But if you don’t feel inclined to do them at home you can order them at the fish market’s Bar del Peix. I haven’t eaten there for about three years but the last time I had a generous tapa portion straight from the deep-fryer, the price was €7.
Other good buys at the Mercat d’Olivar include some of the larger fish such as ‘pescadilla’. Many food writers, and even some fishmongers, say ‘pescadilla’ is a small merluza (hake), but that is not the case. It is called whiting in English, is a member of the cod family and has its own scientific name.
It is widely available at the Mercat d’Olivar and also at the supermarkets of El Corte Inglés. The price can vary depending on their size (large ones are dearer) and on the abundance of the previous day’s catch. The last time I noticed the price they were €9 a kilo. A fish I used to eat frequently but stopped doing so during the pandemic, is ‘bacaladilla’, another member of the cod family which we call blue whiting.
Smallish ‘bacaladilla’ are usually cheap and make good finger food when beheaded, gutted, floured and deep or shallow fried.
The larger ‘bacaladilla’ are easily filleted, the removal of the spinal bone being one of the easier culinary chores.
There are no small lateral bones, so you run the point of a sharp knife along one side of the spinal bone and then the other. The bone can then be extracted in one piece and the fish is butterflied and ready for use.
Plump fillets from the bigger ‘pescadilla’ and ‘bacaladilla’ can be coated with flour and sautéed in butter or olive oil.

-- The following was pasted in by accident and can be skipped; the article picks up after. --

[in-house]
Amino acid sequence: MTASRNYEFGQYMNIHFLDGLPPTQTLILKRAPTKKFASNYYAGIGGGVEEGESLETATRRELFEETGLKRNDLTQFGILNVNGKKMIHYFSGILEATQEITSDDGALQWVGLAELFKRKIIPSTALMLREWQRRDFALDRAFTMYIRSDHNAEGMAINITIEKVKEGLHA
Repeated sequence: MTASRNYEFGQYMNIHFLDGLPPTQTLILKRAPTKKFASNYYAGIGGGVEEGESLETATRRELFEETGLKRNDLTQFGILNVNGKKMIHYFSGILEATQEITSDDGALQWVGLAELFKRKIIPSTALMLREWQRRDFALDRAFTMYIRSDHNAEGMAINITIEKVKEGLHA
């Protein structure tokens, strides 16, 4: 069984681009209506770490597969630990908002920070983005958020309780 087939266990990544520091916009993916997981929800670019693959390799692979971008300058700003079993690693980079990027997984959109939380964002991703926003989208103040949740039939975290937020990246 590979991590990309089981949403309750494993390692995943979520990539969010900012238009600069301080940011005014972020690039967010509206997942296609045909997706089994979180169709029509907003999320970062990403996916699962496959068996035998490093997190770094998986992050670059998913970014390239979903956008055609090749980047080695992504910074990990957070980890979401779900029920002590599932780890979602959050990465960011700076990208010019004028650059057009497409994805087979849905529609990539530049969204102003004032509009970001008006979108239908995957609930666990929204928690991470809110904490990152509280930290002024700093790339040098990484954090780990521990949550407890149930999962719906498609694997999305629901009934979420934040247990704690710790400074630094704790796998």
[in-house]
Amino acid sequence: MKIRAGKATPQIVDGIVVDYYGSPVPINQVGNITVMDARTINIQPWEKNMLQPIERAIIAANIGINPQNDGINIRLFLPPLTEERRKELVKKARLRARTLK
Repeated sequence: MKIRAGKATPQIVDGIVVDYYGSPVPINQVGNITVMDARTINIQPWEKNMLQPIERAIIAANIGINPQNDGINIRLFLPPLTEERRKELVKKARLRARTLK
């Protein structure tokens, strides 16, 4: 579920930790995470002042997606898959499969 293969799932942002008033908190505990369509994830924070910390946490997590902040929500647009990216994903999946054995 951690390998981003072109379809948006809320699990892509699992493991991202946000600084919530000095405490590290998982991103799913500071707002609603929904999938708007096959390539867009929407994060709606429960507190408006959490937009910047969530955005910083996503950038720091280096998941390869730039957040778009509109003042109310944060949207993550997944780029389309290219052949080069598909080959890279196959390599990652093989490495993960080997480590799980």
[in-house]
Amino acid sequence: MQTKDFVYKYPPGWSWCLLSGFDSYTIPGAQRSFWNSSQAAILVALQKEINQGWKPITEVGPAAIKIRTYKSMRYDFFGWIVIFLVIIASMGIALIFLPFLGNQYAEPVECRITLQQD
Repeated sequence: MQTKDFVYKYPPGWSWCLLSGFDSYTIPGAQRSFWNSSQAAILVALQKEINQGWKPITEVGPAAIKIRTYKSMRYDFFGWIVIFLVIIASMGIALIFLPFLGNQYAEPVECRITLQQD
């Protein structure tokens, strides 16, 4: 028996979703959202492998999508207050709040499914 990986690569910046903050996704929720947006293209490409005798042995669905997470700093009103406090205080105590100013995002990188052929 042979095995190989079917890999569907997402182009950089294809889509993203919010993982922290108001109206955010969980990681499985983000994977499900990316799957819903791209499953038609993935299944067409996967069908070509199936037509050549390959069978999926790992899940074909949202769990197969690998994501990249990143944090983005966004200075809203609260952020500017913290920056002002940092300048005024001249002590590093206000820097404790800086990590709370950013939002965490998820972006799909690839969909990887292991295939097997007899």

They can be batter-fried successfully and are also superb when breadcrumbed and fried until golden in a mixture of butter and olive oil.
The flesh of both fish is soft and fragile so it calls for very short cooking times. But most people tend to fry or sauté them for far too long, which ruins their succulence and leads to dried-out flesh.
The best way to achieve ideal results, either when deep-frying or sautéing, is to do the fish over a high heat for a short time. One minute on each side will do it nicely.
When deep or shallow frying fish, it is important to coat the flesh with the right kind of flour. There are a few to choose from.
One is produced locally and says on the packet ‘harina para freidoras’, meaning it’s a special flour for deep-frying.
It is best for ‘frituras’ because it has a coarser grain and doesn’t burn as easily as ordinary fine flour.
Most cooks in Andalusia, however, prefer ‘harina de garbanzos’, or chickpea flour. It is always available at the supermarkets of El Corte Inglés.